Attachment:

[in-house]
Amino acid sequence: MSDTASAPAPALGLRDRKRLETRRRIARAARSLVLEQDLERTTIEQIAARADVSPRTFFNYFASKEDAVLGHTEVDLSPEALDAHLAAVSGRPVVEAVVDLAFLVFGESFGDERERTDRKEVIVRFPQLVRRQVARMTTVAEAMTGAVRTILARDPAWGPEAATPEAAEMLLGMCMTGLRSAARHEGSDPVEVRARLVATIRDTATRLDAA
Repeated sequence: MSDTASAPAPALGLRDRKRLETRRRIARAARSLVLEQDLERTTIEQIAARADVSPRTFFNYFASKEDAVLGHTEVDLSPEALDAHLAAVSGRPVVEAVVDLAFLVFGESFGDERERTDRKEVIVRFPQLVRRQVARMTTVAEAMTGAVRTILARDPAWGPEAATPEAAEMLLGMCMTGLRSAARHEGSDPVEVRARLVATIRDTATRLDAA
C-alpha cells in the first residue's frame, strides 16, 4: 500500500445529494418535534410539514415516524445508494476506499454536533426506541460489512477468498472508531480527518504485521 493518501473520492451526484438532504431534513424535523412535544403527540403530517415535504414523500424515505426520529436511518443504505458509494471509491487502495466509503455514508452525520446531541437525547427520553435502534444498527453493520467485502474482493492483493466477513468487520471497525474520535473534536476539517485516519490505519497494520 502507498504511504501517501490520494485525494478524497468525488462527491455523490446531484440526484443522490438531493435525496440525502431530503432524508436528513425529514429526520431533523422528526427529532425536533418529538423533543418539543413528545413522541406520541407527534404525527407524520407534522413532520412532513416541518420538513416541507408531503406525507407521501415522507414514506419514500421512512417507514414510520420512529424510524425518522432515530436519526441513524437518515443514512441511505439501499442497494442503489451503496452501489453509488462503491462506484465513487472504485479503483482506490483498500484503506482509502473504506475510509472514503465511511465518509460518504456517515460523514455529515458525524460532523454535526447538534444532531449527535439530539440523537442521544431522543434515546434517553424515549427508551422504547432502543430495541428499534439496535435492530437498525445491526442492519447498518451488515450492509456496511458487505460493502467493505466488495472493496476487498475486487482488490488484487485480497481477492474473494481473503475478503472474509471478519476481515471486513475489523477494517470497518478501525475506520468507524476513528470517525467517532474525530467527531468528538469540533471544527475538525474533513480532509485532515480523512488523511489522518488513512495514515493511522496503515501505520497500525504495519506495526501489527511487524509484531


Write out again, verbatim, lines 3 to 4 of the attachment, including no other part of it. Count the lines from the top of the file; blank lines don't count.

Repeated sequence: MSDTASAPAPALGLRDRKRLETRRRIARAARSLVLEQDLERTTIEQIAARADVSPRTFFNYFASKEDAVLGHTEVDLSPEALDAHLAAVSGRPVVEAVVDLAFLVFGESFGDERERTDRKEVIVRFPQLVRRQVARMTTVAEAMTGAVRTILARDPAWGPEAATPEAAEMLLGMCMTGLRSAARHEGSDPVEVRARLVATIRDTATRLDAA
C-alpha cells in the first residue's frame, strides 16, 4: 500500500445529494418535534410539514415516524445508494476506499454536533426506541460489512477468498472508531480527518504485521 493518501473520492451526484438532504431534513424535523412535544403527540403530517415535504414523500424515505426520529436511518443504505458509494471509491487502495466509503455514508452525520446531541437525547427520553435502534444498527453493520467485502474482493492483493466477513468487520471497525474520535473534536476539517485516519490505519497494520 502507498504511504501517501490520494485525494478524497468525488462527491455523490446531484440526484443522490438531493435525496440525502431530503432524508436528513425529514429526520431533523422528526427529532425536533418529538423533543418539543413528545413522541406520541407527534404525527407524520407534522413532520412532513416541518420538513416541507408531503406525507407521501415522507414514506419514500421512512417507514414510520420512529424510524425518522432515530436519526441513524437518515443514512441511505439501499442497494442503489451503496452501489453509488462503491462506484465513487472504485479503483482506490483498500484503506482509502473504506475510509472514503465511511465518509460518504456517515460523514455529515458525524460532523454535526447538534444532531449527535439530539440523537442521544431522543434515546434517553424515549427508551422504547432502543430495541428499534439496535435492530437498525445491526442492519447498518451488515450492509456496511458487505460493502467493505466488495472493496476487498475486487482488490488484487485480497481477492474473494481473503475478503472474509471478519476481515471486513475489523477494517470497518478501525475506520468507524476513528470517525467517532474525530467527531468528538469540533471544527475538525474533513480532509485532515480523512488523511489522518488513512495514515493511522496503515501505520497500525504495519506495526501489527511487524509484531